David Fisher is a senior reporter for the NZ Herald.

Small Maori health group takes on lottery giant

A Waikato health organisation exposes a trend of targeting poor communities through Lotto, a relatively cheap,easily available and widely accessible form of gambling, despite attempts to discredit the information.

Lotto advertising was reported to be 'everywhere you looked' and had the philosophy, 'You need to be in to win'. Photo / Christine Cornege
Lotto advertising was reported to be 'everywhere you looked' and had the philosophy, 'You need to be in to win'. Photo / Christine Cornege

In the heart of the Waikato, a small health provider dared to step out from the pack. Lotto, warned Hauora Waikato, has dangers.

The kaupapa Maori organisation was fed through the wringer after speaking out. Turning the handle was the state-run Lotteries Commission.

Since first warning of increasing signs of gambling problems associated with Lotteries' products, Hauora Waikato has been audited, reviewed, questioned and audited again after producing statistics showing the country's safest gambling option was causing problems.

As it turned out, it was prescient. The spikes in gambling harm from Lotteries Commission products are mirrored in the latest gambling figures reported to Internal Affairs Minister Chris Tremain.

While pokies remain the cause of the greatest gambling harm, Mr Tremain was told in November that Lotteries Commission products are enjoying a boom in popularity - while also causing a rise in gambling problems.

In the next month, Mr Tremain and Cabinet have a decision to make. Do they let everyone's favourite gambling pariah, the pokies, carry the cost of rising gambling addiction.

Or do they follow advice from the Gambling Commission and force their own gambling body, the Lotteries Commission, to carry the extra cost?

One too many

"One person who has a problem is one person too many," says the Lotteries Commission's latest annual report.

As we'll see, it put a lot of effort into arguing about how those people were counted - and who did the counting.

The funding of institutions that help problem gamblers rests on extracting money from those industries which profit. Hauora Waikato's $840,000 budget for problem gambling is part of the cycle. It and other providers report figures to the Ministry of Health and the information forms a picture of problem gambling in New Zealand.

That is then used to work out how much money each provider should put into problem gambling.

Every three years, the gambling industry meets the Gambling Commission and other expert groups in the field. They hammer out who should carry the cost for fixing the problems they create, based on how much harm each group causes and how much money is spent by gamblers.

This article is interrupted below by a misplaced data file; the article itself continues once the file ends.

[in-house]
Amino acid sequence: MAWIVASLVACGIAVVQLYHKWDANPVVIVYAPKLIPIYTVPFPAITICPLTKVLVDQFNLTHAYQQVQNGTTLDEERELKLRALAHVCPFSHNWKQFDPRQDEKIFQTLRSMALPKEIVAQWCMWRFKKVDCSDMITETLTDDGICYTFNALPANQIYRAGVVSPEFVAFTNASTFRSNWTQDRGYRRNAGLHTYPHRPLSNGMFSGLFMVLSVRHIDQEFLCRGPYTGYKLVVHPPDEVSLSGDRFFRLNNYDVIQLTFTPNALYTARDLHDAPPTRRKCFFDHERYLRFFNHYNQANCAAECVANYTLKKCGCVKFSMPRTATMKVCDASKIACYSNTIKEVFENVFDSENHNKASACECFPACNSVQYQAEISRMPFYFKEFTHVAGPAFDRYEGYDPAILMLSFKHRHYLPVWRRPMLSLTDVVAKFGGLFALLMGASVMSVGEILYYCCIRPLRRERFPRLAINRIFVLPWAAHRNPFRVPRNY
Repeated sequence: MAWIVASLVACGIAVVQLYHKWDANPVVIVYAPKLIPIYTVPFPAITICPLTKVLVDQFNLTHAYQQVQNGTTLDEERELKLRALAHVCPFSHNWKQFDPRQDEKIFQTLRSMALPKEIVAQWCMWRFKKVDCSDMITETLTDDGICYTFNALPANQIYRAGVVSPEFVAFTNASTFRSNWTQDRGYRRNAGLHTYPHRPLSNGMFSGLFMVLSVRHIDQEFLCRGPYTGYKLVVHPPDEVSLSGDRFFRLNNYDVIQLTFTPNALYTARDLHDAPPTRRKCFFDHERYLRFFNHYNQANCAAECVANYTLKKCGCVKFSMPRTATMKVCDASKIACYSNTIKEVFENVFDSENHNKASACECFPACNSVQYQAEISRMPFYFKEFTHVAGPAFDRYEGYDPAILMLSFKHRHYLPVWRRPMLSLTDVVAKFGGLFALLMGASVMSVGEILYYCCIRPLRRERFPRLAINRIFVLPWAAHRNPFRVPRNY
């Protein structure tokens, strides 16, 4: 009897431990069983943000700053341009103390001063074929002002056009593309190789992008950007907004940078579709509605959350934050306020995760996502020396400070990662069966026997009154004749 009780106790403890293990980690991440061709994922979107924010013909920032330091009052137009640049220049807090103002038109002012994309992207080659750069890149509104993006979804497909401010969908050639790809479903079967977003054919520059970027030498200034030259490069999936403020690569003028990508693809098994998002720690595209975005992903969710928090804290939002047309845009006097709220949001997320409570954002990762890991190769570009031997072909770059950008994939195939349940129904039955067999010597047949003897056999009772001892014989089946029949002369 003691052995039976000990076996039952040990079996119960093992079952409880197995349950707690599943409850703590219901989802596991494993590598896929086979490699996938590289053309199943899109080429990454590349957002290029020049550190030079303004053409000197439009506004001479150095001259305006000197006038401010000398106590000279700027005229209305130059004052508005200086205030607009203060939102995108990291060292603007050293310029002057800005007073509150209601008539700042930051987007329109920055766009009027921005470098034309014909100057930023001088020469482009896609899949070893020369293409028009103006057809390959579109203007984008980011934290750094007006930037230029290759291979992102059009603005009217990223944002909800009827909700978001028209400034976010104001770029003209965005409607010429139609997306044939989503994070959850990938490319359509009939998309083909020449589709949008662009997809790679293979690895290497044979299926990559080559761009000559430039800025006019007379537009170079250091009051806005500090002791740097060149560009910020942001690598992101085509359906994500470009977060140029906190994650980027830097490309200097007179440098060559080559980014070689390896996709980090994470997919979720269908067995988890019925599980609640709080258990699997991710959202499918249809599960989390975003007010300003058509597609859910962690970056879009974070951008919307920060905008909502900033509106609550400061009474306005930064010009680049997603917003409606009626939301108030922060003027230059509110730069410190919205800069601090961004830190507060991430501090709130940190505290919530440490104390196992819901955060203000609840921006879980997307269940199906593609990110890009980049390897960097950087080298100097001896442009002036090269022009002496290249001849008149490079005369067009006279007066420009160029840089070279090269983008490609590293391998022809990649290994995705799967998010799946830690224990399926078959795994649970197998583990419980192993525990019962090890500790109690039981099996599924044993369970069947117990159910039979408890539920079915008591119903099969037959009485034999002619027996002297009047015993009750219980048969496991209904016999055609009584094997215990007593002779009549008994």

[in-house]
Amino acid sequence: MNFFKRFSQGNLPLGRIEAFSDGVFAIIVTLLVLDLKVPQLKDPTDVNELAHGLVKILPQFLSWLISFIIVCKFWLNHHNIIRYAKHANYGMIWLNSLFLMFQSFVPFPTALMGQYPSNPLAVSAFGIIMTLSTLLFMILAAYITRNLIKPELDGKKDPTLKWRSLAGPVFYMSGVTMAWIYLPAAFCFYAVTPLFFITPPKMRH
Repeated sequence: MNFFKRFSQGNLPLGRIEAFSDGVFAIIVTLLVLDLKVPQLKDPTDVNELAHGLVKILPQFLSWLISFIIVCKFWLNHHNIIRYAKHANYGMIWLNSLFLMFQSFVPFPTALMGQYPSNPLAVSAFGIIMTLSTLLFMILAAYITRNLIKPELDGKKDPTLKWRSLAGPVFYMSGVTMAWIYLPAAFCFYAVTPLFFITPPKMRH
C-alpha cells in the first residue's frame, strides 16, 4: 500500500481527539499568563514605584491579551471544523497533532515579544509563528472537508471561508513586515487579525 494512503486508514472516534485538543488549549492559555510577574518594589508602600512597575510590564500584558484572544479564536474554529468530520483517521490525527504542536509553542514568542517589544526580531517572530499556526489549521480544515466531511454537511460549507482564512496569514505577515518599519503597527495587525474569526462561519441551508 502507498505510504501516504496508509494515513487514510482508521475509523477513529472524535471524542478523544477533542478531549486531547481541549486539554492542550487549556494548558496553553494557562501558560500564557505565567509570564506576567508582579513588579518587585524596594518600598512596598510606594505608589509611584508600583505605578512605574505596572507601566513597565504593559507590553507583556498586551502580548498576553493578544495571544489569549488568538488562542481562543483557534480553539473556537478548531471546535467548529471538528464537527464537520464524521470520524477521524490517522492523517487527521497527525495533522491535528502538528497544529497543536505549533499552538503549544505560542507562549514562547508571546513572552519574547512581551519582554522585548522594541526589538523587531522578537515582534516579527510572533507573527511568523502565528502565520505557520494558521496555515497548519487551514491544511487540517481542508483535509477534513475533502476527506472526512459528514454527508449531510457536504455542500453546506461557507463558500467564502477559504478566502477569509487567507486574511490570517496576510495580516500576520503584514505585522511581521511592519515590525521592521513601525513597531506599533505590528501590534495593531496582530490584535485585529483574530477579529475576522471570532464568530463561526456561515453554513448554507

Increases in problem gamblers in a sector can leave the responsible group with a higher cost. They all lobby for a lower share and over how the cost is divided; whether the cost should be shared based on money gambled or problems caused.

In 2009, when Hauora Waikato first reported an increase in problem gambling, the repercussions went straight to Parliament. The Ministry of Health raised concern about the possible harm Lotto, Instant Kiwi and Keno were having on poor, predominantly Maori communities.

The ministry's gambling harm minimisation manager Barbara Phillips linked the spike in figures to the huge $30 million Lotto jackpot paid out that year. Along with the big money there was, she said, an "extensive marketing campaign" focused on "high deprivation areas in which Maori and Pacific populations are over-represented".

The Lotteries Commission's then-chief executive Todd McLeay wrote to the Minister of Internal Affairs, Nathan Guy, at the time, complaining about the "credibility" of the data.

He cited Hauora Waikato's data, which had reported increases in problem gambling caused by Lotteries Commission products. The increases came in Hauora Waikato's area of responsibility - Waikato and the Western Bay of Plenty.

There was no sense to the spike, Mr McLeay told his minister, and the Ministry of Health had been asked to investigate the health provider. "As things stand, we will be asked to pay a very substantial increase in the problem gambling levy based on what, we believe, is questionable data."

The increase would hit Lotteries Commission profits (this year $197 million), which fund community projects along with Creative New Zealand, the New Zealand Film Commission and Sport New Zealand.